The Technology Transfer and Partnerships Office
Oxygen from Regolith

Our current knowledge of rocks and regolith throughout the solar system reveals that the vast majority of solid surface planetary objects are composed of silicate minerals as their primary constituents. The early history of the formation of each object and its geological evolution result in significant differences in the mineral signatures and abundances in planets, moons, asteroids and comets. They all share a mineralogy based on oxides of metals and as a result all possess large amounts of oxygen bound in their rocky materials.

The samples of lunar rocks and regolith brought back to Earth by the astronauts of the Apollo missions and the meteorites found on Earth have provided this kind of direct knowledge of oxide compositions. Remote sensing of the surfaces of other planetary objects and the in-situ work performed by the Mars rovers have completed this picture. The table below shows the oxide compositions found in several lunar samples.



Chemical composition of several lunar samples identified by their Apollo mission number (A11=Apollo 11). The major oxides represented comprise 98 of the lunar crust. (Source: J. Plescia/J. Hopkins U.)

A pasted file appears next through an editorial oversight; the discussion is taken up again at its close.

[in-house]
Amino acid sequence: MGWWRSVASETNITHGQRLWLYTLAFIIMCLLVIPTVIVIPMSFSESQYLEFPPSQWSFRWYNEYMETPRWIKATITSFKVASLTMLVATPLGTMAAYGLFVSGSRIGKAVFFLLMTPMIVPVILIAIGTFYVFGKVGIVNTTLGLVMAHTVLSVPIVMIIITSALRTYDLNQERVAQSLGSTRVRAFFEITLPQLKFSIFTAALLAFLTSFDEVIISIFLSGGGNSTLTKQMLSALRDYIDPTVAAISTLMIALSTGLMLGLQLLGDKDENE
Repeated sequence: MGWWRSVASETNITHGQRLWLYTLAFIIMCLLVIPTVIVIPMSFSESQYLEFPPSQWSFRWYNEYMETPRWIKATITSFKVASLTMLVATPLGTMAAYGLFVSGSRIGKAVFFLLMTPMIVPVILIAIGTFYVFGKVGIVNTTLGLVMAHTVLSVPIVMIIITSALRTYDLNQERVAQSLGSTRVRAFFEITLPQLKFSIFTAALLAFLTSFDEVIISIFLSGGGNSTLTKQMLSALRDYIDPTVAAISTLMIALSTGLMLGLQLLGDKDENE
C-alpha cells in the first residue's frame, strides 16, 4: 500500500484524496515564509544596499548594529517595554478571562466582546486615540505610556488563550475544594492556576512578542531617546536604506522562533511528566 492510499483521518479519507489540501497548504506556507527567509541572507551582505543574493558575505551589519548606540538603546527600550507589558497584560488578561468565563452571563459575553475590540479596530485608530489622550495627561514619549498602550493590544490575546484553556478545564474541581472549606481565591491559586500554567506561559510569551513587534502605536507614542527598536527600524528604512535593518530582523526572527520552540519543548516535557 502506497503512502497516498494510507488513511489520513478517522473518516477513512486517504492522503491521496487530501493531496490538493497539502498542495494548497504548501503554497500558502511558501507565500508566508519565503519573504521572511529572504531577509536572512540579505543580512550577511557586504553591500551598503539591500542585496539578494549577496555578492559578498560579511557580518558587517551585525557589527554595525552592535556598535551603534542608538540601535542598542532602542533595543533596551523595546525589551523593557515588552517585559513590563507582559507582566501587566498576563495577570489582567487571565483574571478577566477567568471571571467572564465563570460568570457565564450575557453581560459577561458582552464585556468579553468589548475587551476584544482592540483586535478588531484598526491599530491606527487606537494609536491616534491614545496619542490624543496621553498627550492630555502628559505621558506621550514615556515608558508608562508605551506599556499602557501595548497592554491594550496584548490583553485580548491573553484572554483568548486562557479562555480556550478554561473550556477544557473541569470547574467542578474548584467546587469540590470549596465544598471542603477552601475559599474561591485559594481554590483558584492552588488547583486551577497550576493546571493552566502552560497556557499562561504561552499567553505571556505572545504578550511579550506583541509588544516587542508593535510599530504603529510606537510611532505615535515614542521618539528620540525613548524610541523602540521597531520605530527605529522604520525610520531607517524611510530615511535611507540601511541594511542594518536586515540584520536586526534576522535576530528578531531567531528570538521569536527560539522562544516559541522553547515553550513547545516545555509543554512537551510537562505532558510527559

Chemical composition of several lunar samples identified by their Apollo mission number (A11=Apollo 11). The major oxides represented comprise ~98% of the lunar crust. (Source: J. Plescia/J. Hopkins U.)



in lunar samples

The ubiquity and abundance of oxygen in rocks and soils in space (42–45% by weight in lunar samples) incite scientists and engineers to devise the most efficient techniques to extract it. The uses of oxygen by spacecraft and human crews far from Earth are many ranging from life support as gas and a component of water to propulsion oxidizer and plant growth. The extraction of oxygen from minerals however is achieved at a high energetic cost because metal oxides are very stable compounds and the separation of these compounds requires direct energy and/or chemical reagents. These costs remain in favor of ISRU when one compares the cost of launching any amount of supplies from Earth and that cost increases with distance in space. Many experts see the extraction of such an essential commodity as oxygen on other planets as a critical step without which human missions in deep space will involve too much risk.


The ISRU Technology Development Project has focused its research and development efforts on three main technological routes in recent years: the carbothermic reduction of regolith, the hydrogen reduction of regolith and molten regolith electrolysis.